Thank you for sharing this early moment of your day with me, with God, and with the thoughts and words of this reading that I hope you will carry with you throughout the coming day and night.
Praise for God’s Goodness and Might
1 Praise the Lord!
Praise the name of the Lord;
give praise, O servants of the Lord,
2 you that stand in the house of the Lord,
in the courts of the house of our God.
3 Praise the Lord, for the Lord is good;
sing to his name, for he is gracious.
4 For the Lord has chosen Jacob for himself,
Israel as his own possession.
5 For I know that the Lord is great;
our Lord is above all gods.
6 Whatever the Lord pleases he does,
in heaven and on earth,
in the seas and all deeps.
7 He it is who makes the clouds rise at the end of the earth;
he makes lightnings for the rain
and brings out the wind from his storehouses.
8 He it was who struck down the firstborn of Egypt,
both human beings and animals;
9 he sent signs and wonders
into your midst, O Egypt,
against Pharaoh and all his servants.
10 He struck down many nations
and killed mighty kings—
11 Sihon, king of the Amorites,
and Og, king of Bashan,
and all the kingdoms of Canaan—
12 and gave their land as a heritage,
a heritage to his people Israel.
Tim’s Devotional Reflection for Today
Many of the Psalms are songs of praise. They remember what God has done in the past and praise and affirm the goodness of God. “Praise the Lord, for the Lord is good; sing to his name, for he is gracious. For the LORD has chosen Jacob for himself, Israel as his own possession.”
You’ll notice a common characteristic of Hebrew poetry. The same thought is repeated in different words—as if to make sure we get the message:
Praise the Lord, for he is good; sing to his name, for he is gracious.
For the LORD has chosen Jacob Israel as his own possession.
Because the Psalms are ancient songs, it is no wonder that many of them have been set to music in more modern times.
What Psalm speaks the most to you today?
There are many “psalms” of praise written in our time. Here is an example from the 1986 United Reformed Church’s Prayer Handbook entitled “In Praise of the Creator”:
let there be light
to remind us that darkness has been conquered
and love has filled the universe
in the face of Jesus Christ.
Let there be sky
to draw our gaze in fear and wonder
displaying in cloud and thunder, rainbow and rain
our dependence upon your overarching care.
Let there be sun, moon and stars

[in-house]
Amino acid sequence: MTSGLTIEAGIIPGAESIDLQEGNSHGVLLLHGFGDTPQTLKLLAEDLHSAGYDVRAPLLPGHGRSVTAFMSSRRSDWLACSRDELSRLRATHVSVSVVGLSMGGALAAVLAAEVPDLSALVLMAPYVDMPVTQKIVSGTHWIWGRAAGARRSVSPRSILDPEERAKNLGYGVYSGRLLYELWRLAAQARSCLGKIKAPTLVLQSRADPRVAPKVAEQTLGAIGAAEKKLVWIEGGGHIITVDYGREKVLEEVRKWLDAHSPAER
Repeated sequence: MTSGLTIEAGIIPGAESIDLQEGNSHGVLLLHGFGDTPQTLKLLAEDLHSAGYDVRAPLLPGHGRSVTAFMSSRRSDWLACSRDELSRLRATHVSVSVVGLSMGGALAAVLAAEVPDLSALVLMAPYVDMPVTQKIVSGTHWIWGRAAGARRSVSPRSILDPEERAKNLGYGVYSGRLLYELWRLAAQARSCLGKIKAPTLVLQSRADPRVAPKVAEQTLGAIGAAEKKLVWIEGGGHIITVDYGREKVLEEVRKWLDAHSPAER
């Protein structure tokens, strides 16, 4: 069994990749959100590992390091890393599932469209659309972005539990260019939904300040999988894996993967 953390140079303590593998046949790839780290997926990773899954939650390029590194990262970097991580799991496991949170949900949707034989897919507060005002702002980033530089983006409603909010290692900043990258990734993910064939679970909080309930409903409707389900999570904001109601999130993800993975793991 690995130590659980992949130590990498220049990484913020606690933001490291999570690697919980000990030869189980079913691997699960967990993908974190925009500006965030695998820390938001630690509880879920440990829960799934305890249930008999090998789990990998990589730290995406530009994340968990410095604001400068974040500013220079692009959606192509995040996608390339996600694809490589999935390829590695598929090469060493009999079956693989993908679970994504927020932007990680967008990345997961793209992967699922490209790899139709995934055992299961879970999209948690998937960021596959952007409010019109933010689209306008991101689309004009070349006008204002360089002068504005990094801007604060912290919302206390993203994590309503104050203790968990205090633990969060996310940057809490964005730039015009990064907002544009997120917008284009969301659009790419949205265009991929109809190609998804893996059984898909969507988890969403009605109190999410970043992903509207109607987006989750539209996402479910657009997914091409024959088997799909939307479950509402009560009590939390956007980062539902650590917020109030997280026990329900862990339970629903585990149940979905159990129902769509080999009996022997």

to give us an appetite for eternity
and to warn us of the limits of our knowledge and pride.
Let there be earth
for us to respect and love
as we seek to conserve its energy and resources
for children yet to come.
Let there be fish and animals
to be partners with us on the earth
sharing our land, sea and air.
Let there be people
who as your creatures
have not lost their sense of dependence
and who are creators and responsible protectors of life.
Let there be rest
offering us the opportunity
for reflection and worship, recreation and refreshment
with time to remember
that a new creation has been forgivingly provided
in Jesus Christ.
If you were to write a psalm of praise, what would it include?
There is a lot of theology woven into hymns. To enhance today’s reading, I recommend listening to “O For a Thousand Tongues to Sing”. I hope you will take a few moments to let the words of this message and the emotion that always connects us to music connect with your soul.
1 O for a thousand tongues to sing
my great Redeemer’s praise,
the glories of my God and King,
the triumphs of his grace!
2 My gracious Master and my God,
assist me to proclaim,
to spread thro’ all the earth abroad
the honors of your name.
3 Jesus! the name that charms our fears,
that bids our sorrows cease,
’tis music in the sinner’s ears,
’tis life and health and peace.
4 He breaks the power of cancelled sin,
he sets the prisoner free;
his blood can make the foulest clean;
his blood availed for me.
5 To God all glory, praise, and love
be now and ever given
by saints below and saints above,
the Church in earth and heaven.
I am so grateful for you, for our church, and for the Love that will see us all through this very difficult time. Please stay safe and well and we’ll be together again in spirit tomorrow morning!
Grace and Peace,
Dr. Tim Bruster
Here’s more about this passage of scripture via Upper Room devotionals:
What image of God brings me comfort?